May 26, 2017

Streaming Story Times | Field Reports

Chris MoodyDo you want to web stream your story times? The Youth Services Department at the Fayetteville Public Library, AR, hoped to make these events available to parents and children who couldn’t get to the library, and our patrons’ response has been fantastic!

We chose story times intended for three different age groups and started streaming them three times per week in 2014. We promoted the live stream option to parents as a way for their children to participate in story time if they are visiting grandma’s house or staying home owing to illness.

Viewership has grown steadily. In 2014, there were 317 views; in 2015, 461 views; and last year, 678 views. We currently have 107 followers of our web stream page, who are notified by email every time we stream. Because of the increase in the number of viewers, with no decrease in story time attendance, we are increasing the number of web streams in 2017 to six per week, representing all of our currently scheduled story times.

Where do you start?

First, decide whether you will host your own streaming server or subscribe to a cloud-based service such as Livestream, UStream, YouTube Live, Wowza, Twitch, Facebook Live, etc. Our library initially hosted our own Adobe Media streaming server but quickly moved to Livestream because we didn’t want the additional bandwidth consumed by the viewers to slow down our network. Other benefits include ease of use for both library staff and viewers, as well as fewer servers to maintain.

Next, you need equipment, and your institution can decide where your streaming content fits in the continuum of cost vs. production quality.

The simplest solution works with a tablet or smartphone on a stand and the app from your streaming service to encode the video and audio. A step up from using the device’s built-in microphone would involve a tablet audio interface (Tascam iXZ, IK Multimedia iRig) and an external microphone such as a lavaliere (Polsen CAM-2W, Sennheiser AVX, Audio Technica Pro 70) or a shotgun microphone (Rode NTG-2, Polsen SCL 1075, Sennheiser MKE 600). The story time presenter would wear the lavaliere mic; the shotgun version can be pointed at the presenter.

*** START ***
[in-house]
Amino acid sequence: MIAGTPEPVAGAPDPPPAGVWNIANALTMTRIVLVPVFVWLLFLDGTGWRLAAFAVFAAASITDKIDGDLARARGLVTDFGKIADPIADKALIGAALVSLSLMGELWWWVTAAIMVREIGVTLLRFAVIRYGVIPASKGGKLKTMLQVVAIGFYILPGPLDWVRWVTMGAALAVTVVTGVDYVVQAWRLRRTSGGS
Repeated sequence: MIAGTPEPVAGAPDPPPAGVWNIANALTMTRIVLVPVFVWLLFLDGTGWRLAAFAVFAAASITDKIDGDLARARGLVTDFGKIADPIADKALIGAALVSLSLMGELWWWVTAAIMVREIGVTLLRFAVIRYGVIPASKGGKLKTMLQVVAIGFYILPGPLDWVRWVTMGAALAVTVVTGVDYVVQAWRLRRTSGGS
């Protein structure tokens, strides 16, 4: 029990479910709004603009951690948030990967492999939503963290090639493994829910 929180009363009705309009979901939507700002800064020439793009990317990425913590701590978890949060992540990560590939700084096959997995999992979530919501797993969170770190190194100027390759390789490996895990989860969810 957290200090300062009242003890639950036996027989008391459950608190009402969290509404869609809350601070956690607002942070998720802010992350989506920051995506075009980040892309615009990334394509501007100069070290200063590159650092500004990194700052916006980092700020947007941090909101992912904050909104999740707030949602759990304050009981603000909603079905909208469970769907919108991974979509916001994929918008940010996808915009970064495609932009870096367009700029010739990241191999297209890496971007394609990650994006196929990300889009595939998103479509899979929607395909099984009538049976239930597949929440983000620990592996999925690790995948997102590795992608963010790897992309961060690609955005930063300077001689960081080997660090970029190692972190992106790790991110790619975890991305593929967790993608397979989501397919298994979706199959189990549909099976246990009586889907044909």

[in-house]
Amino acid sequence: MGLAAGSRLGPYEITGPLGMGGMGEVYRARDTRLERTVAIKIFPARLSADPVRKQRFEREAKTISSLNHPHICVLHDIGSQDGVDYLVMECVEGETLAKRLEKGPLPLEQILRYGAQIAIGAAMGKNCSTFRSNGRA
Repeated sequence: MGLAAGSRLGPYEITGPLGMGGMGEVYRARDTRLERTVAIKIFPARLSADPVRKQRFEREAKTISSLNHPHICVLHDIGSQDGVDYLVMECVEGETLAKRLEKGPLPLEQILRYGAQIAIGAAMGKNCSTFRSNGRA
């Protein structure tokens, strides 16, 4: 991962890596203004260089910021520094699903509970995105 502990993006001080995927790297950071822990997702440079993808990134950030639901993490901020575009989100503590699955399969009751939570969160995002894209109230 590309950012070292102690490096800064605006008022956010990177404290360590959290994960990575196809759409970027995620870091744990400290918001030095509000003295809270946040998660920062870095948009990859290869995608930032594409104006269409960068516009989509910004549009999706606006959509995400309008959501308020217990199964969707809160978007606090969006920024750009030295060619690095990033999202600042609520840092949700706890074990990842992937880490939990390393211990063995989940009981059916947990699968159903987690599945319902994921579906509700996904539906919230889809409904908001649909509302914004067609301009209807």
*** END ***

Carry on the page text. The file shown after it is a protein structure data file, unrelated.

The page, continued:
The next scenario involves a video camera and a small encoder (Teredek VidiU, Livestream Broadcaster, etc.), which takes the HDMI signal out of the camera and encodes it for the stream. The camera’s built-in mic will do, or connect the camera to an external mic, such as the shotgun or lavaliere. An improvement from this scenario involves adding an audio mixer (Behringer XR12, Mackie ProFX8v2, Alto ZMX862). This lets you take multiple microphones and/or other audio sources, such as a CD player or audio from a phone, and add it to the stream. This is helpful for introductory music or for streaming sing-a-longs clearly. A mixer also enables the sound quality to be improved by adjusting equalization and adding compression. A set of headphones is necessary.

Building on the option above includes the addition of a video switcher (BlackMagic ATEM, Roland V1-HD, DataVideo SE-650 HD, etc.) or perhaps a second or third camera. Video switchers allow the mixing of video from cameras and computer graphics into your video stream. You can also add titles and artfully transition from one camera to another using fades and wipes.

For a minimal investment, you, too, can make your library’s programs available to a wider audience. Your patrons will love it!


Chris Moody is the IT Manager, Fayetteville Public Library, AR.

This article was published in Library Journal. Subscribe today and save up to 35% off the regular subscription rate.

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Comments

  1. Hi Chris. How were you able to navigate through the Copyright issues with broadcasting Story Times? I have heard of several Story Time streams being shut down due to copyright claims by rights holders. Is this an issue you have faced? And if so, how did you resolve this? Much thanks.

  2. Not to be a negative nelson, but if you had those numbers doing 6 streams a week, and only streamed for 26 weeks a year, you got fewer than 5 viewers per stream. Considering the likelihood that there is a LOT of repeat business here, you could be serving a handful of people.

    Do you collect feedback from online viewers? Do you have analytics showing that they are your patrons (not sure it matters, but your funding source might think it does)?

    I guess it’s a sunken cost in the setup and experiment. If you’ve already got the tech, why not just use the bandwidth to send the signal out- but it seems like it could be a lot of work for not much return.

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